I remember standing in my room in the Cosmos Hotel, sleep-deprived from airports and loaded down with equipment. The room may have once been handsome, but now its current condition is stale and threadbare — its blue carpet has thinned and its twin beds have sunken into visibly concave shapes. I turn the shower faucet, it spits yellow-tinged water.
Outside the room, a dim hallway arcs away from me, seemingly for miles. The Cosmos Hotel is old, but it was once magnificent, built for the Moscow Olympics in 1980 on an impressive scale. Walking through it, I have the odd sensation of floating unnaturally between two very different times: a gaudy, glitzy 1980 opening and a tired, businesslike present.
It would not be the last time I would have this feeling in Moscow.
To call Moscow a city of contradictions would be to risk sounding cliche, but if any city deserves the title, it is this one. From one of the Cosmos windows I can see the old All-Russian Exhibition Centre, situated in obsolete grandeur across the street. Built in the late 1930s and renovated in the 50s, the Centre was intended to be a monument to Soviet greatness, with wares from every bloc country displayed in huge, beautiful buildings. From the Cosmos, I can see the famous “Monument to the Conquerors of Space,” an impressive titanium obelisk with a steely rocket rocket astride the top. Further to the right, the gigantic gleaming figures of the Worker and Kolkhoz Woman stride forward with startling muscularity. Dimly in the distance, the Exhibition Centre’s “central pavilion” stands tall, its golden “steeple” shining brightly. Further back, out of sight, is the magnificent golden fountain.
But all it takes is an actual walk through the Exhibition Centre to peel back the glorious exterior. Since the fall of the Soviets, it has ceased being a monument to communism and is now … a mini-amusement park. The pavilions still stand, but a closer look reveals them to be unkempt, crumbling. The majestic fountain is now full of splashing teenagers, who climb its golden statues and lounge along the brink, listening to iPods. And the grand Central Pavilion — intended to be a monument to Soviet communism — is now a dingy flea market, where vendors hawk cameras, jewelry and gaudy wooden dolls.
To me, that Exhibition Centre, as well as the moldering glory of the Cosmos Hotel, represented Moscow in a nutshell. Moscow is not a dead city, but it’s not a fully living one either, just like the country that it inhabits. It is a city that remembers and survives, but does not always press ahead. For instance, the KGB has been thrown from power, but its aging members still walk the streets, bullying passersby and setting up self-important checkpoints. The old Soviet monuments to communism have been abandoned, but only the thinnest tendrils of a free market have begun to overgrow them. Its murky, mysterious Orthodox churches are beautiful and full of ancient wonder, but their interiors grow steadily more empty, particularly of the younger generation. The streets are awash in new cars and people, but migration has brought them there, not a boom in Russian reproduction.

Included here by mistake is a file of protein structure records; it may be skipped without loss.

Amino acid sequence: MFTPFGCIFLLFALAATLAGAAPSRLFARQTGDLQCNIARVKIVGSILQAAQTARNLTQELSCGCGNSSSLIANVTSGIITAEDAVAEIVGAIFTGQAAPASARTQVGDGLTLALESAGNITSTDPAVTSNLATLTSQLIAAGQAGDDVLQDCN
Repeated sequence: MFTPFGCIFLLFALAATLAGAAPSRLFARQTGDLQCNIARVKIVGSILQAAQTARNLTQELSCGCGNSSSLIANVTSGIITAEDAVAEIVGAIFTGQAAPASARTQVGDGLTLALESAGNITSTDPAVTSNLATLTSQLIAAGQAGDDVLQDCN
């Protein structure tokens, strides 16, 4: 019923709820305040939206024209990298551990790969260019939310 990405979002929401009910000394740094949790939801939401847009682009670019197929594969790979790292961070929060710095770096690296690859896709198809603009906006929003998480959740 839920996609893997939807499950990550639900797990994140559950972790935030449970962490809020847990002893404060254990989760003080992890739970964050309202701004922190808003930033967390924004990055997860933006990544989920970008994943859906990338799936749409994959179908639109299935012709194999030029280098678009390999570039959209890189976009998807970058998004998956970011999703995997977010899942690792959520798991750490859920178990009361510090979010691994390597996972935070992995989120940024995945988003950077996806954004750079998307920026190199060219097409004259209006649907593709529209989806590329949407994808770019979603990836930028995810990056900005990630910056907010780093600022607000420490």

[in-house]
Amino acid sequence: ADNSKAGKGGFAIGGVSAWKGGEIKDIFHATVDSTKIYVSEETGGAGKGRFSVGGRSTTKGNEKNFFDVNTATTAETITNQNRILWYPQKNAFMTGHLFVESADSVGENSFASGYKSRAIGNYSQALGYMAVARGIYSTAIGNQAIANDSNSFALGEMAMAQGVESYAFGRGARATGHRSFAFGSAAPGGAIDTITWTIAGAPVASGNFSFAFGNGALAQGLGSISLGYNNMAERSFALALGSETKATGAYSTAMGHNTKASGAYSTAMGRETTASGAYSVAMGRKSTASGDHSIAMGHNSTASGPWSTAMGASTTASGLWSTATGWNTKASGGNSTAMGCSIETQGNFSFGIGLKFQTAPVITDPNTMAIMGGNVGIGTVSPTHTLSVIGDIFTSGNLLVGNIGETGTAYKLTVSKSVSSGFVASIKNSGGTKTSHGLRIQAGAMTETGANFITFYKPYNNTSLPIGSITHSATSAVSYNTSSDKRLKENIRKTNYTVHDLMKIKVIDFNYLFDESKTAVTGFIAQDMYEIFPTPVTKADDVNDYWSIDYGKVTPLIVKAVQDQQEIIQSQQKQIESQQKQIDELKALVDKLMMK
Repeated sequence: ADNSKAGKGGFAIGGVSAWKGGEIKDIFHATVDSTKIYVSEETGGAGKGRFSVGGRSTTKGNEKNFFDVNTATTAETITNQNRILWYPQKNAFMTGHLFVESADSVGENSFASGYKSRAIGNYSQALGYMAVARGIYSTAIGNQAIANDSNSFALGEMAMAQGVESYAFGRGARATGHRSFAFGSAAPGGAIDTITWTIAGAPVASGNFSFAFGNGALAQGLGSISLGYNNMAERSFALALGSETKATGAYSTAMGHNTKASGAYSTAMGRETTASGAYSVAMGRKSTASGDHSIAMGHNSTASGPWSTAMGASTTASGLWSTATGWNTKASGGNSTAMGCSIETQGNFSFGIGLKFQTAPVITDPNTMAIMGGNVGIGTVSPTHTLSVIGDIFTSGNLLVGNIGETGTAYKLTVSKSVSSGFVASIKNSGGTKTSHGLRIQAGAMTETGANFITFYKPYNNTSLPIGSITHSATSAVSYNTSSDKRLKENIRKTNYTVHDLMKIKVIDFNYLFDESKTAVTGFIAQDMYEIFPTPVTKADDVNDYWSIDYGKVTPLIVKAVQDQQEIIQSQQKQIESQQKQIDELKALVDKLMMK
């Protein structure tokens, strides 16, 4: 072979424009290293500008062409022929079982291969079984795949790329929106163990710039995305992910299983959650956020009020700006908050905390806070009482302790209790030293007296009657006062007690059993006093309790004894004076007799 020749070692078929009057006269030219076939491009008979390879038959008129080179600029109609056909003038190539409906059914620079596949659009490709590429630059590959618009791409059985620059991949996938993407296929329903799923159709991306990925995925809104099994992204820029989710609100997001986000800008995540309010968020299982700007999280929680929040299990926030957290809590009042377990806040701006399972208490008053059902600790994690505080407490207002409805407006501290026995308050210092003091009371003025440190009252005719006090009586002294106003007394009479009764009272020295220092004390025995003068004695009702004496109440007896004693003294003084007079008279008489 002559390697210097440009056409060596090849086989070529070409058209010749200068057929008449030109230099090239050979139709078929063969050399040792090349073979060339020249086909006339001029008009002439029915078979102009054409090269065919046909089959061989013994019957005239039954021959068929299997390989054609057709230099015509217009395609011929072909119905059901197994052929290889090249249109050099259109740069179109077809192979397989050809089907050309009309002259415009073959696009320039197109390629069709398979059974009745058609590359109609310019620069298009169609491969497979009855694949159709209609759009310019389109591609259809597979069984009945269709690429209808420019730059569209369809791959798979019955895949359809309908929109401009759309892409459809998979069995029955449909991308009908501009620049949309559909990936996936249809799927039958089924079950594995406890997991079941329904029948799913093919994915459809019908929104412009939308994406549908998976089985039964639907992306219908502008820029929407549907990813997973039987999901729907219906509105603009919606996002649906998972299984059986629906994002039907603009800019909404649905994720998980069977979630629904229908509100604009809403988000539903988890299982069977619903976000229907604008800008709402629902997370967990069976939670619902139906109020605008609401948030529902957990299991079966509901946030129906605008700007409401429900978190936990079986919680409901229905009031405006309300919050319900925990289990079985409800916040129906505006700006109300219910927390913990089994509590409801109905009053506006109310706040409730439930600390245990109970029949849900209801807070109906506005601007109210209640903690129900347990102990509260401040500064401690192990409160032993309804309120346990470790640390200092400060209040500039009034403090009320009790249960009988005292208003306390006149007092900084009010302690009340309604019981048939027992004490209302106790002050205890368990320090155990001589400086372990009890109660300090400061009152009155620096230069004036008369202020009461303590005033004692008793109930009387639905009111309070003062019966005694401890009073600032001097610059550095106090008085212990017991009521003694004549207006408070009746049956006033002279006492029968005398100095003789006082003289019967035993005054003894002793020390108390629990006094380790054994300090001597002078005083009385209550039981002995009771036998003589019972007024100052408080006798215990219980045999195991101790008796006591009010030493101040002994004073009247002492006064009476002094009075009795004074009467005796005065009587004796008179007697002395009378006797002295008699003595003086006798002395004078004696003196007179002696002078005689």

In short, Moscow, like Russia, needs to find itself again. And it needs to do that pretty soon.
Russia needs a demographic revival, but if that happens, it will merely be the result of a deeper cultural one. After spending so much time on the business end of some of the worst that the 20th century had to offer, Russia can definitely be forgiven for suffering from an advanced case of cultural malaise. The decaying Soviet monuments in the Exhibiton Centre are more than testaments to a fallen Communist empire, they are testaments to Russia’s damaged sense of identity.
But if Russia wants to escape the spiraling economic and social doldrums in which they find themselves now, that is going to take nothing short of a cultural revival. Once Russia finds its sense of purpose again, then it will find its legs.
We can only work in every way possible and pray that they manage to do that, before it’s too late.